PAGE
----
Busting out some excellent harmonica playing, she tears and swings through the comedic Ain’t My Job, a track that pokes fun at the hypocrisy of what men (traditionally) expect of a partner and how ludicrous the notion of finding that unobtainable idea of perfection really is.

The themes of her songs reach all corners of a male-dominated society, most notably the music community, with Tami pointing out between songs that only 8.4% of the Rock n Roll Hall of Fame inductees are women and that when she is asked if things are getting better in that field, she always answers with a flat “No.”

She refers to a 2023 interview recently published by one of the aforementioned Halls board members where they are quoted as saying that the reason for the lack of female representation is due to women not reaching “their intellectual level”. The frightening absurdity of which, causing the attendees to erupt into a fit of laughter.

Balancing depressing realities with her own brand of comedy, she remarked how happy she was to be home having just spent the last two years on the road in North America with her entire family in a 36-foot motor home, drawing appreciated sympathy from the crowd.

Her admiration for the great Dinah Lee is clear, telling us that she was only made aware of her residence in Aotearoa by chancing upon a friends Instagram post. She advised us that within an hour of learning this, the Rock n Roll Revue tour was booked.

Make no mistake, this was not a Tami Neilson gig. This was a celebration of both her music, and the women who paved the way before her in this industry who are rarely mentioned in the same breath as Elvis or Little Richard.

Educating the audience appeared to be a large intention of this tour, blasting through Hard Headed Woman by Wanda Jackson and Hound Dog by Big Mama Thornton to use as examples of female songwriters shunted out of the spotlight by the success of their male counterparts covering their songs.

She wears her inspirations on her sleeve, or in one case, her guitar strap, fashioning the word ‘Sister’ in reference to my personal highlight of the covers suite – the one and only, Sister Rosetta Tharpe. I was in my final year of high school when I learned of her works and guitar mastery, something that prompted me to build an electric from scratch to be modelled off her own Gibson SG. I was delighted to hear Tami belt an incredible rendition of Didn’t It Rain to salute a queer woman of colour who is largely credited with creating what we know today as modern rock n roll as early as the 1930's.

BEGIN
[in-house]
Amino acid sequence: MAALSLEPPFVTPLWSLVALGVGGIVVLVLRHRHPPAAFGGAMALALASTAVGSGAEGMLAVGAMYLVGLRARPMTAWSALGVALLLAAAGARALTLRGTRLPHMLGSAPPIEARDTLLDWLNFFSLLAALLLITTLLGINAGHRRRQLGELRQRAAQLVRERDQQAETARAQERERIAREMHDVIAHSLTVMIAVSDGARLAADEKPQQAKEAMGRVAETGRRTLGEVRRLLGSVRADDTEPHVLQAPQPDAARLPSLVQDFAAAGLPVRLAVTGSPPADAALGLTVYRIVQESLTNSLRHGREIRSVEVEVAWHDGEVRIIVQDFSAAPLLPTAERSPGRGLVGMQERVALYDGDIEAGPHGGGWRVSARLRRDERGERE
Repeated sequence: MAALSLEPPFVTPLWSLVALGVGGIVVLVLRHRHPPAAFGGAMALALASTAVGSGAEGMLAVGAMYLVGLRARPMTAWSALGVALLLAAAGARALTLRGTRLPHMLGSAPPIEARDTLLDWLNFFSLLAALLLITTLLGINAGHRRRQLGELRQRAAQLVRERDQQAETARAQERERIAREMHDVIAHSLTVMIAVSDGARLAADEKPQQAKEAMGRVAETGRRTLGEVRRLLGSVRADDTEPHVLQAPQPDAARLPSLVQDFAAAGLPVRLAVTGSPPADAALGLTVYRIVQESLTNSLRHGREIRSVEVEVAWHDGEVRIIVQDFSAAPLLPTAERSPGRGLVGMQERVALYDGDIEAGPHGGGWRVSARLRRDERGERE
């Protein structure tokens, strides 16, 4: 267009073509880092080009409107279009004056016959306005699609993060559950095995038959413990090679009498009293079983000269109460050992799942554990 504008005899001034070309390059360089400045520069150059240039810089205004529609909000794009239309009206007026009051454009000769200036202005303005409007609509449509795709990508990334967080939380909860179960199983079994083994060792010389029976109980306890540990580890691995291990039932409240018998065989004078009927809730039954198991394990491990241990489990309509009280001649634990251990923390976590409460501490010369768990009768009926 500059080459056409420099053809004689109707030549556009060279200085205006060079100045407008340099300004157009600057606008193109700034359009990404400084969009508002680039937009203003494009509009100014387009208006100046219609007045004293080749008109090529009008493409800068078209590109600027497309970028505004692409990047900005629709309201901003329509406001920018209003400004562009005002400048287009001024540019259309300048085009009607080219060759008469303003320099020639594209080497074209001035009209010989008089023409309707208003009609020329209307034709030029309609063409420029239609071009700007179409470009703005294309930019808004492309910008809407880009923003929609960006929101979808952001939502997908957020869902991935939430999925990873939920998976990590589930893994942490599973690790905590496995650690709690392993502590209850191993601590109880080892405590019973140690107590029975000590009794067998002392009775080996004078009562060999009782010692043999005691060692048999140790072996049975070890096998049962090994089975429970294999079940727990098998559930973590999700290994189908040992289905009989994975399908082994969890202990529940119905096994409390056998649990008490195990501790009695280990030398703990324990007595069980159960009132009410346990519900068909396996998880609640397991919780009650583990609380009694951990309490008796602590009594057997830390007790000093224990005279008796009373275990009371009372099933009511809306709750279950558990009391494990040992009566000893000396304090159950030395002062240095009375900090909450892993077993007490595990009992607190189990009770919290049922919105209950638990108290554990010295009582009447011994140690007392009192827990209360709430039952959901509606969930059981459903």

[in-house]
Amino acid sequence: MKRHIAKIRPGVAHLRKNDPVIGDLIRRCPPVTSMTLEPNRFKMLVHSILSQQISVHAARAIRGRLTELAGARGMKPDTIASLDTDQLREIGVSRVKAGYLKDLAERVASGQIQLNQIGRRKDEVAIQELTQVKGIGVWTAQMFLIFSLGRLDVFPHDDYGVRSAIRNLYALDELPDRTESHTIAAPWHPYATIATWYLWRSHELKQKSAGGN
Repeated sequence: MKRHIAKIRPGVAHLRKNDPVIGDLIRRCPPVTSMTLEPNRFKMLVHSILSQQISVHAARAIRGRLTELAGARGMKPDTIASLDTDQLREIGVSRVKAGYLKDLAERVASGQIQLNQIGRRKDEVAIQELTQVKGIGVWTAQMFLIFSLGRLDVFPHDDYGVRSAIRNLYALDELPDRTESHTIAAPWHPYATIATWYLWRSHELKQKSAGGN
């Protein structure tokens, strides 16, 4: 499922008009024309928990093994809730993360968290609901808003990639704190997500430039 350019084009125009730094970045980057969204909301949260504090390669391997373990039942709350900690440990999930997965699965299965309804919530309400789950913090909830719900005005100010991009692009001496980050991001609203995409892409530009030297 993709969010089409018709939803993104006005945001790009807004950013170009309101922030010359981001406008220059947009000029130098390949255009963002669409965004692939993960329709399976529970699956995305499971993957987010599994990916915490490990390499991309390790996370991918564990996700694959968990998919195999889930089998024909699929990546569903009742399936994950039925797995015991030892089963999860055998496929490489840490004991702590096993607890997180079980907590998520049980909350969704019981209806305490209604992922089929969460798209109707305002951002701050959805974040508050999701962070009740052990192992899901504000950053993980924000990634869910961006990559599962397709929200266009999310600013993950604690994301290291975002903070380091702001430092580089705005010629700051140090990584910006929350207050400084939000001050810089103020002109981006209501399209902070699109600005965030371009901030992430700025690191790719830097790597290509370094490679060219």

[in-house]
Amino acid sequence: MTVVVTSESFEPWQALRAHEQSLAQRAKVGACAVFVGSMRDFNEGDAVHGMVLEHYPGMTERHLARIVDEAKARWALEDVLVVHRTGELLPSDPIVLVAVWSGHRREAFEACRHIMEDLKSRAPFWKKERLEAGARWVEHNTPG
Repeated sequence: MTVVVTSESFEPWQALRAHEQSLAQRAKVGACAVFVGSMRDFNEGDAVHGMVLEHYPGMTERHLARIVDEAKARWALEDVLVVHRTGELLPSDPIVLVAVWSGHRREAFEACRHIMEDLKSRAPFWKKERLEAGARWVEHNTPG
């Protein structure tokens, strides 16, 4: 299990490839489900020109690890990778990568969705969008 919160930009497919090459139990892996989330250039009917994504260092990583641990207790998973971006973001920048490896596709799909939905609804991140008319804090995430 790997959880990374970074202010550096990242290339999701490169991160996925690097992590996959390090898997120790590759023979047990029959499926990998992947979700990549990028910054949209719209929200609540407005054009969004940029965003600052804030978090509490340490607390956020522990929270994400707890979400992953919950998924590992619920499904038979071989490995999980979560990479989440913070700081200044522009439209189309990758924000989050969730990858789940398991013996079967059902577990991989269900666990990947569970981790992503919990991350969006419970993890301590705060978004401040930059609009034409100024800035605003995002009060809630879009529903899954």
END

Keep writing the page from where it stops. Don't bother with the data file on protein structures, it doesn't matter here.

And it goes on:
Stomping her way through Careless Woman, a track inspired through the vexation of intergenerational sexism and submission, as well as the disgust of reading quotes from a certain “orange skinned, orange haired politician”, she furthered messages of tearing down the status quo that keeps this detrimental rhetoric in circulation. The music and the lyrics are simple, making it all the more absurd that the status quo remains. She makes it clear that she does not believe that the ringleaders in the music industry will be the ones to make the change as they profit too much from the way things are, so any fundamental change must happen at the ground level with the collaboration and voices of the artists and the audiences. Tami thanked us all in attendance, pointing out that 1,000 people bought tickets to an all-female lineup and are building a table that women traditionally do not have a seat at.

Closing her set with the adored Holy Moses, I was disappointed to see security guards stopping audience members from lining in front of the stage to groove. I can understand the precautions that venues and artists must take, but there was still a great tinge of irony to it given the rebellious themes of the night. This changed entirely when the whole crowd were on their feet at the encore to welcome Dinah Lee back to the stage where her and Tami dueted Ray Columbus's She’s a Mod, reveling in each other's presence. There was nothing the security could do to stop the swarm then.

I betted on a powerful set of performances from two living legends – the Queen of Mod, and the proclaimed Queen of Kiwi Country, but like these titles, the night captured so much more. While providing more-than awe-inspiring sets, the roots of the night ran deeper than I had anticipated with prompts of reflection on how one can use their voice for insisting progress, whether on stage or not. It became a stark and energized reminder that we are at a tipping point on so many fronts, and we not only have the opportunity (it is October in election year, after all), but the privilege to open the dialogue further and create real, meaningful change in how we move forward and actually realise these vital necessities. It’s a rare thing to consider something so simple as a female-led rock n roll show to be a highlighter of what must be transformed. One who might complain about the lack of male representation tonight would be laughed out of the theatre and underscore the exact problem in wider society, so why am I confident that in 2023 there would be a similar reaction to the reverse in many countless other settings?

Challenging narratives, paving the way for those to follow and lifting others into the spotlight – that’s rock n roll.

Photo Credit: Stella Gardiner Photography
Tami Neilson Photos
Dinah Lee Photos
The Up-Doos Photos


About Tami Neilson

With a soulful voice straight from the golden age of country and rockabilly music, Tami Neilson has been described as "A red-hot honky-tonker, somewhere between Patsy Cline and Wanda Jackson with perhaps just a little bit of Peggy Lee sophistication.” - Nick Bollinger, NZ National Radio

Winner of the New Zealand Music Awards Best Country Album 2009, 2010 and 2012

Tami Neilson was raised in Canada, by parents with a closet full of sequined stage costumes and platform shoes.

Visit the muzic.net.nz Profile for Tami Neilson


Year: ????
Type: Album
Red Dirt Angel
Year: ????
Type: Album
Year: 2022
Type: Album
Year: 2020
Type: Album
Year: 2018
Type: Album
Buy Online @ Mightyape
Don't Be Afraid
Year: 2015
Type: Album
Buy Online @ Mightyape
The Kitchen Table Sessions
Year: 2010
Type: Album